- Can also be caused by contact with certain chemicals.
- Little or no pain due to nerve damage. skin can become charred, leathery or have a very pale appearance.
- Can be caused by prolonged contact with flames, hot liquids or solids, chemicals, or electricity.
SOURCE: THE HEALTH PROMOTION BOARD
Her skin won't be the same, says doc
Even after her skin grafts, Miss Joena Shivani Thomas Nathan's skin will never be the same as it was before she got burned.
Dr Tan Ying Chien, a plastic surgeon at The Sloane Clinic, told The New Paper that after the grafted skin heals, it could have a different colour from the surrounding areas.
It could take up to two years before she is totally healed.
Dr Tan, who is trained in burns surgery but was not involved in treating Miss Joena, said: "Multiple skin grafts may be needed for extensive burn cases like hers."
He explained that for skin grafts, a thin layer of skin is taken from places on a patient's body that are not affected by burns.
After the patient's damaged skin is removed, the graft is either sewn on or stapled to the affected area.
The area is covered by dressing, which is removed about a week later, after the skin adheres fully.
Dr Tan said that after undergoing skin grafting, patients have to have physiotherapy.
This is to ensure that the skin does not thicken to become scars, he said.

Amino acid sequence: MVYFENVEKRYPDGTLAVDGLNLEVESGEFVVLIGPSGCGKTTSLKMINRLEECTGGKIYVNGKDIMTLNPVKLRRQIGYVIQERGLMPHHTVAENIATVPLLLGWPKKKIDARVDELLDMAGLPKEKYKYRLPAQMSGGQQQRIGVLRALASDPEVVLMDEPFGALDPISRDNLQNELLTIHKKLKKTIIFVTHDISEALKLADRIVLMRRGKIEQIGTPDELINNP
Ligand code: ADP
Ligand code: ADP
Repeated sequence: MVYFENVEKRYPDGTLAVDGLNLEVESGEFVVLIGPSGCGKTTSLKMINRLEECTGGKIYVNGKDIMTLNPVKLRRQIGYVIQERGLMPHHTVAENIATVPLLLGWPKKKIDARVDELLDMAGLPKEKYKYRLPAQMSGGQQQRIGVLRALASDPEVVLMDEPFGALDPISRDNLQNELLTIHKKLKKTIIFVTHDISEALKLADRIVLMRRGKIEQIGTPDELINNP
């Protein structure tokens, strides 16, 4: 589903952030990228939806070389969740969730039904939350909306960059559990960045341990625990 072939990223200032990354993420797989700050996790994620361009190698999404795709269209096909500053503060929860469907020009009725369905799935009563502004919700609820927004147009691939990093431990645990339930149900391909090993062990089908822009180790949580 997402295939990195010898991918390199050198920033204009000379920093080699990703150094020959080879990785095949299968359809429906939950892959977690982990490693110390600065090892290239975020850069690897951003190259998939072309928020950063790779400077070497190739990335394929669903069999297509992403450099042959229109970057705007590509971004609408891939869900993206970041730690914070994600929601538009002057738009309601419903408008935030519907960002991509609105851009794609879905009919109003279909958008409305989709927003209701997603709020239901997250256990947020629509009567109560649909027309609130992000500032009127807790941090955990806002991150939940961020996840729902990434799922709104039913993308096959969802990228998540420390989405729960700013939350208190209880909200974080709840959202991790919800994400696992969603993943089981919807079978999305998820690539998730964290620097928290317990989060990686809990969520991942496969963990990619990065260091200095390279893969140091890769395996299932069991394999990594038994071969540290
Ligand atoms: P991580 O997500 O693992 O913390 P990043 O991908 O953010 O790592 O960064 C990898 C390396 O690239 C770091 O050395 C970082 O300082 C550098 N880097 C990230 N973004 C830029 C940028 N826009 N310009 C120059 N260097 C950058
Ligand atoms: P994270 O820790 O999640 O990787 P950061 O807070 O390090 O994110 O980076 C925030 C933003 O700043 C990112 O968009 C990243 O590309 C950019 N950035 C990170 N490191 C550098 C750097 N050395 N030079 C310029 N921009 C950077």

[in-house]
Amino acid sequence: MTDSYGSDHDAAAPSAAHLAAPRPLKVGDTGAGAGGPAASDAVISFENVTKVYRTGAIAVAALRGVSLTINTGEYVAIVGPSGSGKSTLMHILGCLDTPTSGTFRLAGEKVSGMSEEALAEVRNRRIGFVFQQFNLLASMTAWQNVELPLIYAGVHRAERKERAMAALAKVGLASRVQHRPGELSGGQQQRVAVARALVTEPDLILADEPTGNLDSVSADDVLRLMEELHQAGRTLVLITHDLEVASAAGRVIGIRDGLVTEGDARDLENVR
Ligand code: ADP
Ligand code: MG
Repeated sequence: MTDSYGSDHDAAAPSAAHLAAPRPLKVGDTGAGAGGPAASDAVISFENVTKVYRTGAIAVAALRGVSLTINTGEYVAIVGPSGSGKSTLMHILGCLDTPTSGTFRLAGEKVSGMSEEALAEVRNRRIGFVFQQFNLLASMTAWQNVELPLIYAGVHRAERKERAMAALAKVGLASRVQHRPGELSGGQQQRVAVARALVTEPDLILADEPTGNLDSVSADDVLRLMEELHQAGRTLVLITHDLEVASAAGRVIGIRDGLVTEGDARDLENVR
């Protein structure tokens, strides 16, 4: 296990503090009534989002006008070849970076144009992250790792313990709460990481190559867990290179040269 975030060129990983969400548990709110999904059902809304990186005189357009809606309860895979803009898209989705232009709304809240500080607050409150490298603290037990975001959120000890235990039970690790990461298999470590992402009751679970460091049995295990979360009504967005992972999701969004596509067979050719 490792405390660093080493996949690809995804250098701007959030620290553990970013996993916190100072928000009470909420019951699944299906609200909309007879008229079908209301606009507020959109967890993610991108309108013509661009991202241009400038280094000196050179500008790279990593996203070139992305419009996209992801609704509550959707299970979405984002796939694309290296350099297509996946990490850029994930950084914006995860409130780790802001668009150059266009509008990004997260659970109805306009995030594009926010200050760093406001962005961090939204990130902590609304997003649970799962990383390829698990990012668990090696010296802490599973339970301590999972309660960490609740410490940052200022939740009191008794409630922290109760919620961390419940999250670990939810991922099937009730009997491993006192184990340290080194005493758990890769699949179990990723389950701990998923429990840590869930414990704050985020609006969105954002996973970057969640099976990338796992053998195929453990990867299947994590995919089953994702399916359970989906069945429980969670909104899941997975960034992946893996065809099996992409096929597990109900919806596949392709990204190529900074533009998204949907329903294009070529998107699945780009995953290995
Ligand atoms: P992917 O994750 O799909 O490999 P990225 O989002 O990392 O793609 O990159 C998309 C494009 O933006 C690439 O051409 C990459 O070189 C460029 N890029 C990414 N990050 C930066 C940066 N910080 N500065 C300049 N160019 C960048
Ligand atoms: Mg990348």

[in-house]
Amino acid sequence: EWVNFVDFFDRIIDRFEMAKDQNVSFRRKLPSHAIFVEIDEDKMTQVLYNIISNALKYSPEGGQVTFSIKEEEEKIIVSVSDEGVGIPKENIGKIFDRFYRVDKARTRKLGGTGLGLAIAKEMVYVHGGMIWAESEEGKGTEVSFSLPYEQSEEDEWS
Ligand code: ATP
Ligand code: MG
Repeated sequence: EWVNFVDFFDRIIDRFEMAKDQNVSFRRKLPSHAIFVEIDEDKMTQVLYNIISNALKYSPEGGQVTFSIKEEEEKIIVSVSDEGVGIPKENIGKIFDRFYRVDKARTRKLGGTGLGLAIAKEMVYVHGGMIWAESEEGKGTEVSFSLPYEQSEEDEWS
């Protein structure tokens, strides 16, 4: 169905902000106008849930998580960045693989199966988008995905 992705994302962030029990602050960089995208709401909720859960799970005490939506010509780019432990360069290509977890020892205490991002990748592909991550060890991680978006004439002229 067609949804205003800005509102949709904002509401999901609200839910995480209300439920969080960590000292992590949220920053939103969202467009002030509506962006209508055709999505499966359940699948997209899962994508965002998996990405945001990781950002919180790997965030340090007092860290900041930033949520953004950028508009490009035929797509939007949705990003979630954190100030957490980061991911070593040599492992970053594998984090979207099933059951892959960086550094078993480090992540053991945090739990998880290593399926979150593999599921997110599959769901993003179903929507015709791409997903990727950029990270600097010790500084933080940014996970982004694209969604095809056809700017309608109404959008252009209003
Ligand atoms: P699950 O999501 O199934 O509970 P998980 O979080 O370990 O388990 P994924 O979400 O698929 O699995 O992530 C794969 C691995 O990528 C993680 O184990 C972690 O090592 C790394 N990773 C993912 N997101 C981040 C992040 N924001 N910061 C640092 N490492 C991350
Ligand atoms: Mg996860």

Physiotherapy also helps the patient resume her mobility to the level before the injury as much as possible, especially when the burns involve joints.
"Patients must also wear pressure garments for a period of time to keep the grafted skin soft and supple," said Dr Tan.
IF YOUR CLOTHES CATCH FIRE:
- Remain calm and do not run.
- Drop to the floor immediately.
- Roll from side to side while covering your face with your hands to smother the flames.
- SOURCE: THE SINGAPORE CIVIL DEFENCE FORCE EMERGENCY HANDBOOK
- Cool the affected area under cold running. water or immerse it in cold water for at least 10 minutes. For chemical burns, wash off the substances.
- Remove constricting clothing and accessories from the area before it starts to swell.
- Cover it with sterile dressing.
- Consult a doctor if the burn or scald is not severe. Otherwise, dial 995 for an ambulance.
A burn is severe if it affects:
- More than 5 per cent of the body surface (more than five times the size of the person's palm)
- Mouth, throat, eyes, ears or genitals
- Apply toothpaste, lotion or ointment to the affected area.
- Cover it with cotton wool.
- Break any blister or remove anything sticking to the burn.
SOURCE: SCDF EMERGENCY HANDBOOK